Ulysses, James Joyce, 1922, around $6.99 (paperback, good condition): A non-traditional blend of more than 200,000 words, the book blooms with style and substance. The most massive, concentrated, and (at first read) unstructured of Joyce’s works, Ulysses has attracted controversy and scrutiny from critics but remains a seamless summation of Modernist literature. Shows formidable levels of enigma with multiple layers of conundrum and a bright perfume of puzzlement. Best enjoyed throughout the day on June 16th. Serve with: Dedalus Wines, La Puerta Alta Malbec, Mendoza, 2009, about $13.
The Grapes of Wrath, John Steinbeck, 1939, around $25 (used hardcover): Dusty and slightly astringent with weedpatch notes followed by freshly-picked peach, the book displays massive power and extract from its opening lines to the depressing end. Shows all the characteristics of a classic Salinas Valley novel, finishing with aromas of Rose and breast milk. Serve with: Wrath Vineyards, Pinot Noir, Lucia Highlands, 2009, about $49.
Atlas Shrugged, Ayn Rand, 1957, around $50 (35th Anniversary edition, hardcover): The final release of this controversial writer’s fiction, the narrative remains intriguing and unapologetically elitist to this day, if rather thick, slow and dry. It is, nonetheless, a full-bodied read, with hints of science fiction that are somewhat difficult to extract from the book’s exaggerated pro-Capitalism postulating. A juicy integration of philosophy and dystopia leads into a solid core of super-ripe Objectivism, but there is a regrettable and total collapse at the finish. Serve with: John Galt Proprietary Red Napa Valley, 2009, around $25.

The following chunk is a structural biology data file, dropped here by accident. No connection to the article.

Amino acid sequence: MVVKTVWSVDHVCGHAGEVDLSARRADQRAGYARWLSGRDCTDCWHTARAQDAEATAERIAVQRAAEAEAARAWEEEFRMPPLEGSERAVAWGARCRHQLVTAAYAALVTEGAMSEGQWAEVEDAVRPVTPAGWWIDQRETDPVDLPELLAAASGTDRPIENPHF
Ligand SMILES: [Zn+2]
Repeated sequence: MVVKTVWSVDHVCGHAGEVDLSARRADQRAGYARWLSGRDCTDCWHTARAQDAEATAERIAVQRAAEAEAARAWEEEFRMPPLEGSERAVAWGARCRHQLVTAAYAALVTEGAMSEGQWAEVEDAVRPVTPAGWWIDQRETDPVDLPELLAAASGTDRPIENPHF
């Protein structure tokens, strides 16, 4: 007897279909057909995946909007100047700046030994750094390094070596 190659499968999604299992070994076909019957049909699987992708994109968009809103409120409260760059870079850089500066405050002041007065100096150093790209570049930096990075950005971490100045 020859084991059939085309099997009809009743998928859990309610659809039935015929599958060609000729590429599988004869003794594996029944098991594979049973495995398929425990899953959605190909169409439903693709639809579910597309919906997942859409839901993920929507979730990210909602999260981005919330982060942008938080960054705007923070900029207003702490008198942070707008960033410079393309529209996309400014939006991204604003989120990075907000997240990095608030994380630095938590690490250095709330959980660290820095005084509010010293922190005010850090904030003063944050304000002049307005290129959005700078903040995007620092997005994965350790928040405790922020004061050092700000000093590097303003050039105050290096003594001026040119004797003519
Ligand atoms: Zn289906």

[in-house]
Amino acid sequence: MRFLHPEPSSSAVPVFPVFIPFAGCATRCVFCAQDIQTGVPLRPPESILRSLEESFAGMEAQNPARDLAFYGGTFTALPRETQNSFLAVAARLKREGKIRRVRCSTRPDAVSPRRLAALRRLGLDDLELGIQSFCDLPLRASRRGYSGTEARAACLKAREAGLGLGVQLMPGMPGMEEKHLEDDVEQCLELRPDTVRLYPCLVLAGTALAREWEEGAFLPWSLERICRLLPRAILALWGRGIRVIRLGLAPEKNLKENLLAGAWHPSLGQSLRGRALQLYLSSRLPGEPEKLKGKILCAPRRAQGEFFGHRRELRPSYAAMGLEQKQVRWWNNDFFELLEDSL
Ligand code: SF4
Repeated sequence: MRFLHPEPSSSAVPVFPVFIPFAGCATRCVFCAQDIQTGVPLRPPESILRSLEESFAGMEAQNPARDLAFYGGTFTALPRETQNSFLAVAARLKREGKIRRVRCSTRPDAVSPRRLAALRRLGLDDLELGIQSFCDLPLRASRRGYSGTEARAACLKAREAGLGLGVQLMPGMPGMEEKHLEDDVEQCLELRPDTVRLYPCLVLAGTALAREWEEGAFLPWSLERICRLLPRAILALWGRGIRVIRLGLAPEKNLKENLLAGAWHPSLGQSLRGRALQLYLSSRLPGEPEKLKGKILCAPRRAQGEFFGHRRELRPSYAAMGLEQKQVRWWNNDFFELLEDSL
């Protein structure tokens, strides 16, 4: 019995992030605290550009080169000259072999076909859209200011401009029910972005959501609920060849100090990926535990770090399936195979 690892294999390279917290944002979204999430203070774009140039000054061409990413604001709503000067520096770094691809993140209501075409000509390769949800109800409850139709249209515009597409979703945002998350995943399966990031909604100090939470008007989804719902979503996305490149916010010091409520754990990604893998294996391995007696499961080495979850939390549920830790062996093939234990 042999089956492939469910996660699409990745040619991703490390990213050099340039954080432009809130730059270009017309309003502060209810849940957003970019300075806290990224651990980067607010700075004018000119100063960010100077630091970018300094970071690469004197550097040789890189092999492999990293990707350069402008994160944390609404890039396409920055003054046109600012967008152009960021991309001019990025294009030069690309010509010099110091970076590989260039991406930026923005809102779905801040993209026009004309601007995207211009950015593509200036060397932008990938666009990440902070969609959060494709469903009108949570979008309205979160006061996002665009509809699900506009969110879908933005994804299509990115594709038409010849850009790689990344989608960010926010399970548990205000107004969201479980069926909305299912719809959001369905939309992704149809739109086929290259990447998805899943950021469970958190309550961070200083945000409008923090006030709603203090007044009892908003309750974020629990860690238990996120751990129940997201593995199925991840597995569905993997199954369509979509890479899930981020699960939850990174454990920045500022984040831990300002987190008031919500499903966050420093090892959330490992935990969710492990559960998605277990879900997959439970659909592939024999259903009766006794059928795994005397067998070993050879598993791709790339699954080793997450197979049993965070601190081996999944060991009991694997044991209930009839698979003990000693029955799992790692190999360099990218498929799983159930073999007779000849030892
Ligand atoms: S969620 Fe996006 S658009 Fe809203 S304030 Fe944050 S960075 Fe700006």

The Sound And The Fury, William Faulkner, 1929, about $10 (Kindle edition): Praised to the rafters by critics, Faulkner’s rich, dark, stream-of-consciousness masterwork tends to taste flat to Jayden and Jasmine Junior in 11th Grade Lit. Shows a nice balance of Northern industrial and Southern agrarian values; very fleshy and complex through the middle sections, especially Part Two: June 2, 1910; the finish is long (three appendices long), throwing off an enduring residue of despair. Brawny and brilliant, saturated with adjectives and unannounced time-shifts, this modernist epic is difficult to ingest without serious decanting—Cliff’s Notes is recommended. Serve with: Mississippi Mud (1 ½ oz. Kaluah, 1 ½ oz. Southern Comfort, 2 scoops vanilla ice cream; blend until smooth).
Lolita, Vladimir Nabokov, 1955, (unavailable; banned): Pure, but still forward and precocious, the novel appears to be older than its publishing date would suggest. Sensuous tension and heady excitement animate the texture of the book, which retains a core of youthfulness while avoiding the austerity of classical literature. Very intense with tightly laced threads of Romantic irony and tongue-in-cheek eros. Safer if allowed to age more than 12 years. Serve with: Williams & Humbert Amontillado Sherry, 1972